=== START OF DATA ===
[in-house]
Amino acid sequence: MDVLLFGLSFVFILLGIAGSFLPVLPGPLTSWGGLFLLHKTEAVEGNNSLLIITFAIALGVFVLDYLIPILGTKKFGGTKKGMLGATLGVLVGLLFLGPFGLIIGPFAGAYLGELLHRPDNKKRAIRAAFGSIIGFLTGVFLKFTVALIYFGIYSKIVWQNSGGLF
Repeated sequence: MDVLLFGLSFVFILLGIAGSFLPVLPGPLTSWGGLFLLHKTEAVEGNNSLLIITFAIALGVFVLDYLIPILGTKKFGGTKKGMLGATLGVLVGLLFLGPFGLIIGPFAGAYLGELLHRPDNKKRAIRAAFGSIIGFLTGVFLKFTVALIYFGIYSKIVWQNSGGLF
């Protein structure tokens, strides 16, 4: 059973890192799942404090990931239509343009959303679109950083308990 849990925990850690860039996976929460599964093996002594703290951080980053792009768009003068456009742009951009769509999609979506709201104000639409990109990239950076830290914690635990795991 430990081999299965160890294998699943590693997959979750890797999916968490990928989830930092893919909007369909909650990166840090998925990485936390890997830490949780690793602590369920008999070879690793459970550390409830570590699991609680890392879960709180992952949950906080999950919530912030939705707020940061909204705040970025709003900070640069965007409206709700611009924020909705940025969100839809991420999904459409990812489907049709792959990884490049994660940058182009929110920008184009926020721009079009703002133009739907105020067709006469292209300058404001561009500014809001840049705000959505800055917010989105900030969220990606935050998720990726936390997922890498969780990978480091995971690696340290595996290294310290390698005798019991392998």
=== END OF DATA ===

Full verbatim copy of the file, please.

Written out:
[in-house]
Amino acid sequence: MDVLLFGLSFVFILLGIAGSFLPVLPGPLTSWGGLFLLHKTEAVEGNNSLLIITFAIALGVFVLDYLIPILGTKKFGGTKKGMLGATLGVLVGLLFLGPFGLIIGPFAGAYLGELLHRPDNKKRAIRAAFGSIIGFLTGVFLKFTVALIYFGIYSKIVWQNSGGLF
Repeated sequence: MDVLLFGLSFVFILLGIAGSFLPVLPGPLTSWGGLFLLHKTEAVEGNNSLLIITFAIALGVFVLDYLIPILGTKKFGGTKKGMLGATLGVLVGLLFLGPFGLIIGPFAGAYLGELLHRPDNKKRAIRAAFGSIIGFLTGVFLKFTVALIYFGIYSKIVWQNSGGLF
């Protein structure tokens, strides 16, 4: 059973890192799942404090990931239509343009959303679109950083308990 849990925990850690860039996976929460599964093996002594703290951080980053792009768009003068456009742009951009769509999609979506709201104000639409990109990239950076830290914690635990795991 430990081999299965160890294998699943590693997959979750890797999916968490990928989830930092893919909007369909909650990166840090998925990485936390890997830490949780690793602590369920008999070879690793459970550390409830570590699991609680890392879960709180992952949950906080999950919530912030939705707020940061909204705040970025709003900070640069965007409206709700611009924020909705940025969100839809991420999904459409990812489907049709792959990884490049994660940058182009929110920008184009926020721009079009703002133009739907105020067709006469292209300058404001561009500014809001840049705000959505800055917010989105900030969220990606935050998720990726936390997922890498969780990978480091995971690696340290595996290294310290390698005798019991392998």